Kicker Connor Haskins was sitting out his senior year at UNC-Pembroke and looking for a graduate transfer job last fall when he noticed that N.C. State had missed its only field-goal attempt and an extra point in its 56-41 loss to Clemson on Oct. 31.
“I reached out immediately to them on that Sunday night, and they contacted me Monday,” Haskins said. “They had me in on a visit, and they basically just told me that if I could get into school here, they’d allow me to come on to the team.”
Nine months later, Haskins finds himself in a tight competition at fall camp with sophomore Kyle Bambard, who was 7-for-14 on field-goal attempts, including the Clemson miss, with a long of just 37 yards last year, for the starting kicking job.
And Haskins isn’t planning to spend his final year of college eligibility serving as the backup.
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“One of us will prove ourselves and earn the job here in a little bit — hopefully it’s me, and I believe wholeheartedly it’s going to be me,” he said. “I’d be cheating myself and cheating my teammates if I didn’t come out with that mindset. I have one year left; I’m not going to waste that.”
After graduating from Lumberton High in 2012 as the No. 30-ranked kicking recruit in the nation, Haskins became a reliable starter for three years for Division II Independent Pembroke.
He made 38 of 53 total attempts (72 percent) and showed impressive strength from long distance, converting 8 of 13 attempts (62 percent) of field goals from 40 to 49 yards with a career long of 50 yards, during his tenure with the Braves.
But the coach who recruited Haskins to Pembroke, Pete Shinnick, was replaced after the 2013 season by Shane Richardson, with whom Haskins said he “really didn’t see eye to eye.” Following a 2-8 campaign in 2014, Haskins decided to leave the team in 2015 while finishing his degree in order to retain a year of eligibility.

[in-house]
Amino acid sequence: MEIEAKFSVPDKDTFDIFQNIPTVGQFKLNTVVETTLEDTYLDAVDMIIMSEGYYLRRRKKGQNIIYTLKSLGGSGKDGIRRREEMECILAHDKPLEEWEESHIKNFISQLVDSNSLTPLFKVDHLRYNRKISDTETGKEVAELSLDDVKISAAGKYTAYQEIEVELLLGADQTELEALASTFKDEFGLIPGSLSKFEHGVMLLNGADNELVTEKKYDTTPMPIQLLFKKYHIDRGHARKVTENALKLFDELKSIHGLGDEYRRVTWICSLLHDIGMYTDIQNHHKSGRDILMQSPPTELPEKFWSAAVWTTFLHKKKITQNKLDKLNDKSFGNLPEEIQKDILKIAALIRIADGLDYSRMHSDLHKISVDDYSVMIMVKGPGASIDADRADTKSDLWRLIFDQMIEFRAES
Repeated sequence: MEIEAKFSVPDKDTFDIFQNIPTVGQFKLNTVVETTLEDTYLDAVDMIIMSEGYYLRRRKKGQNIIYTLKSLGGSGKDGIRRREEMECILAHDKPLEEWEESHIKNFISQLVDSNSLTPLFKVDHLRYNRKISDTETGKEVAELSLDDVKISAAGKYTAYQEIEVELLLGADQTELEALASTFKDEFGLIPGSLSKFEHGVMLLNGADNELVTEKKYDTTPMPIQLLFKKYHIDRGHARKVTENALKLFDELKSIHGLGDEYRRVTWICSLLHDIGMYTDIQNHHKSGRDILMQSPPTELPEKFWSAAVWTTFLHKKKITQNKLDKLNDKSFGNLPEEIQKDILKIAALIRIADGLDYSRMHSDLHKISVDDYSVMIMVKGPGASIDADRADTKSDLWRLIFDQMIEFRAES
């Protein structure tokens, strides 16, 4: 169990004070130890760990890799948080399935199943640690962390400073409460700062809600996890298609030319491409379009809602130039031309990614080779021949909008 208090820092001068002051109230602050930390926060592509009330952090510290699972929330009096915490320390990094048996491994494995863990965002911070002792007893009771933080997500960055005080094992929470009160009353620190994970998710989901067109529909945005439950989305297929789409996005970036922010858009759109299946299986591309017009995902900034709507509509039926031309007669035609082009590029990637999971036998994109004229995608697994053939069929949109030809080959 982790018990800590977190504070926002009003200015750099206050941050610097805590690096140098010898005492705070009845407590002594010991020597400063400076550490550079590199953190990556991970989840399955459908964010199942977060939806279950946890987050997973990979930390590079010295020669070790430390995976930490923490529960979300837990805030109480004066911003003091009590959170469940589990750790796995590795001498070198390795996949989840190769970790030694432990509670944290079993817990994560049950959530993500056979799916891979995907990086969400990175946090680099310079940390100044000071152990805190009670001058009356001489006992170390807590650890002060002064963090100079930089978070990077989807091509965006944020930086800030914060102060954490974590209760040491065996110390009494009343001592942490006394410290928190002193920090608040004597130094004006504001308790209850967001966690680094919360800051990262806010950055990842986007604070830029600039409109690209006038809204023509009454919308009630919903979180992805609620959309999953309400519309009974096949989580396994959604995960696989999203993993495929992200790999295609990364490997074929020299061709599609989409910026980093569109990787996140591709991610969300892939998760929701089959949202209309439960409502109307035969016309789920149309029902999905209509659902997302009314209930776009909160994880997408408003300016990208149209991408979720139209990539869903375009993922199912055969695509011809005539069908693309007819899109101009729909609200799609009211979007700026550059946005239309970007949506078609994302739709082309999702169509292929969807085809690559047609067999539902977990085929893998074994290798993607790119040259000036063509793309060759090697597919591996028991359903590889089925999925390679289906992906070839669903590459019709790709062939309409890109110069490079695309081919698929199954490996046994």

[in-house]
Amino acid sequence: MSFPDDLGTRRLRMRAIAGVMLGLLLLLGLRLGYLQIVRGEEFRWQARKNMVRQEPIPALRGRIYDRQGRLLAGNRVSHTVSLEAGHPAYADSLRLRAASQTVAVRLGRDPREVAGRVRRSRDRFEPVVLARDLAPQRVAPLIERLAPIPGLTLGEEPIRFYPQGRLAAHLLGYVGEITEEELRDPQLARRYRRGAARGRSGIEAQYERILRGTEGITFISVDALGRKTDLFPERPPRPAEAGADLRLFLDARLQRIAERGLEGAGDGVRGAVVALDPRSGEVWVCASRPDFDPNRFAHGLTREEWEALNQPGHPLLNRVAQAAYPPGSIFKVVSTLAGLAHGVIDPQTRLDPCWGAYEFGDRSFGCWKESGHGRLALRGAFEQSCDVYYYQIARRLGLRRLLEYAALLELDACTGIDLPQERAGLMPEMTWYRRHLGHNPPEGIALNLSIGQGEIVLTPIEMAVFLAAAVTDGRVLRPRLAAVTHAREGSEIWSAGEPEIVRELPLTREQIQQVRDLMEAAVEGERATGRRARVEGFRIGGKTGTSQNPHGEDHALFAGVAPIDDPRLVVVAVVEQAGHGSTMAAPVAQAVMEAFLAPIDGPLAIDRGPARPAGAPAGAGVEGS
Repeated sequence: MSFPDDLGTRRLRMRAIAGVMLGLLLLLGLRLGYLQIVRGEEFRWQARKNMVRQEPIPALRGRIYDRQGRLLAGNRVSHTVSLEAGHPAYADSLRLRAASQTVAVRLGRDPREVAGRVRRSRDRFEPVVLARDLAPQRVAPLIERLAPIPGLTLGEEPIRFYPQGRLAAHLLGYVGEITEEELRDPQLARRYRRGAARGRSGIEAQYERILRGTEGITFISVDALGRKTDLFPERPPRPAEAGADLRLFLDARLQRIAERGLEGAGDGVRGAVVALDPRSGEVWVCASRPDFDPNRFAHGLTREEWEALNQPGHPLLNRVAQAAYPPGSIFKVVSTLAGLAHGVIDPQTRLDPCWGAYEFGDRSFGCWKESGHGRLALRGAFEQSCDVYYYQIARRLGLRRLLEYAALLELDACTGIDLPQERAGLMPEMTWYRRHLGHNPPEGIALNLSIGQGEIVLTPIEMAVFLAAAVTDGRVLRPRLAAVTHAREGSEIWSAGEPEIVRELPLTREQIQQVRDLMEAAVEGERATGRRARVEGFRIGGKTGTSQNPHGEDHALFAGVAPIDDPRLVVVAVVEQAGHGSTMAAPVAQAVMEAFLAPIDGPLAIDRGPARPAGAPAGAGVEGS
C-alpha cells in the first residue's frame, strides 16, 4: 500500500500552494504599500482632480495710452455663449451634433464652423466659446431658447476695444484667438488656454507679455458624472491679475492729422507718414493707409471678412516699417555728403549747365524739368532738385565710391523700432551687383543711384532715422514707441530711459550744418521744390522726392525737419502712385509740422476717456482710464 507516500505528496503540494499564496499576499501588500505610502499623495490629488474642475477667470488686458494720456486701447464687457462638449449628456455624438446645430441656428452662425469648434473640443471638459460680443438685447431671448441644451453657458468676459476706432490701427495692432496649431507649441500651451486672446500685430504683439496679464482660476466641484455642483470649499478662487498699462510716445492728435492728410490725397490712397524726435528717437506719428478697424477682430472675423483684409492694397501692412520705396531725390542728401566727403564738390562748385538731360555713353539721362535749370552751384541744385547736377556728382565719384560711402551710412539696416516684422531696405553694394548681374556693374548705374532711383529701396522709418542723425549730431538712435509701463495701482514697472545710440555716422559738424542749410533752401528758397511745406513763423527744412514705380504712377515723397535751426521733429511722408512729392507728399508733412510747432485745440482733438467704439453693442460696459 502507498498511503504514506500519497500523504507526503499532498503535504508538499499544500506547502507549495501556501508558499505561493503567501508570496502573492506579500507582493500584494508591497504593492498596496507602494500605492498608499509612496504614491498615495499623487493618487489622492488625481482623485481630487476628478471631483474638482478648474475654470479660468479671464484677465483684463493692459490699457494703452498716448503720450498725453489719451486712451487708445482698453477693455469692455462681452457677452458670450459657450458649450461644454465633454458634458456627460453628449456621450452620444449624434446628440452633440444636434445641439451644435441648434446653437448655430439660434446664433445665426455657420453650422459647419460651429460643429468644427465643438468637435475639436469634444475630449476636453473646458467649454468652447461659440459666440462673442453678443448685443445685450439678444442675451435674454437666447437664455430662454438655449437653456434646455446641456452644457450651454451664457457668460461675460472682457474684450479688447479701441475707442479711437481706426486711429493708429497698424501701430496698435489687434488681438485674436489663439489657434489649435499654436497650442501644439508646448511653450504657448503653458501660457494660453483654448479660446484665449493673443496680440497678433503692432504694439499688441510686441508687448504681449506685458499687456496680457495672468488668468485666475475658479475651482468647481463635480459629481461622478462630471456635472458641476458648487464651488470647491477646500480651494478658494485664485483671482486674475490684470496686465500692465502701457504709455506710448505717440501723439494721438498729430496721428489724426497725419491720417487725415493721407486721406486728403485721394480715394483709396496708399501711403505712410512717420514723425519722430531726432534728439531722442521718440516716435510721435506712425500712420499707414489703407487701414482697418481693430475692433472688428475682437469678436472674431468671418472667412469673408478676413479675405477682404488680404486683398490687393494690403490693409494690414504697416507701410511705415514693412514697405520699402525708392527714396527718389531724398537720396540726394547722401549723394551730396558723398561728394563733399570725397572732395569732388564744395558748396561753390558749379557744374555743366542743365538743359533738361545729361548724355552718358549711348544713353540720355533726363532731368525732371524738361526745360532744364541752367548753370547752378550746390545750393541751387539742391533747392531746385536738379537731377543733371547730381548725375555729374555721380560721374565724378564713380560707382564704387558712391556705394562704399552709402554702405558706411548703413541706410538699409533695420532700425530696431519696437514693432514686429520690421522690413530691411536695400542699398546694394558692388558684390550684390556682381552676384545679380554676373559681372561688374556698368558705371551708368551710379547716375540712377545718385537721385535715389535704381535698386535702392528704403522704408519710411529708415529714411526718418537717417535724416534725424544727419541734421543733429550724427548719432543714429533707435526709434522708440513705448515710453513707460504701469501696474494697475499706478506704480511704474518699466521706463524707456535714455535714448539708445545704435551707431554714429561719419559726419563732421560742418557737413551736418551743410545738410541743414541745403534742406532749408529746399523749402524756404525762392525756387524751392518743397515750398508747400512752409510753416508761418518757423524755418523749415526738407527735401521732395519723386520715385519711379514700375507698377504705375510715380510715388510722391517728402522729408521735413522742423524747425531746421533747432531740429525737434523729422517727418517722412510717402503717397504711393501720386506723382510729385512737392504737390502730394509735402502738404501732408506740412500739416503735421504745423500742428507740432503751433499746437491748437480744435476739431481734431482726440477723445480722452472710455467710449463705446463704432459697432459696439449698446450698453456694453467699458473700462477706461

One of us will prove ourselves and earn the job here in a little bit — hopefully it’s me, and I believe wholeheartedly it’s going to be me.
He’s now hoping to use that retained year to make a difference for the school where his mother was once a cheerleader and the team he grew up cheering for on the old grass hill at Carter-Finley Stadium, a stadium which holds more than 57,500 – three times as many people as the largest crowd he’s ever played in front of at Pembroke.
“I’ve always believed that I could do this in the SEC, ACC, wherever. The game doesn’t change, it’s just the people around you,” Haskins said, unfazed. “If you put more pressure on yourself, then that’s shame on you. I’m anxious and excited, but I’m not nervous — I think nervous is when you’re not prepared for an opportunity.”
State coach Dave Doeren, for one, has confidence in his graduate senior kicker’s ability to handle the new pressure.
“If you’re doing it right, you don’t see (the crowd) — you see the snap, the hold and the kick,” said Doeren, whose alma mater, FCS-level Drake University, produced NFL kicker Billy Cundiff. “If you’re truly locked in, you don’t hear anything, you’re just playing.”
Haskins said he’s enjoyed camp so far and believes Bambard can be a good kicker for the Wolfpack in the future, calling himself only a “temporary fix.” He’s had to shift his day-to-day mentality to treat each practice day like he used to treat game days, as this is the first time he’s ever experienced intra-team competition for a kicking job.
Nevertheless, he’s said he’s already looking forward to the first actual game day of the season — the Sept. 1 season-opener against William & Mary — and beyond.
“Going to a place like Clemson, going up in the Carrier Dome (in Syracuse), that’s going to be a fun experience, but I don’t think that that changes anything,” Haskins said. “I’ve done this all my life. I’m comfortable in this setting and this environment.”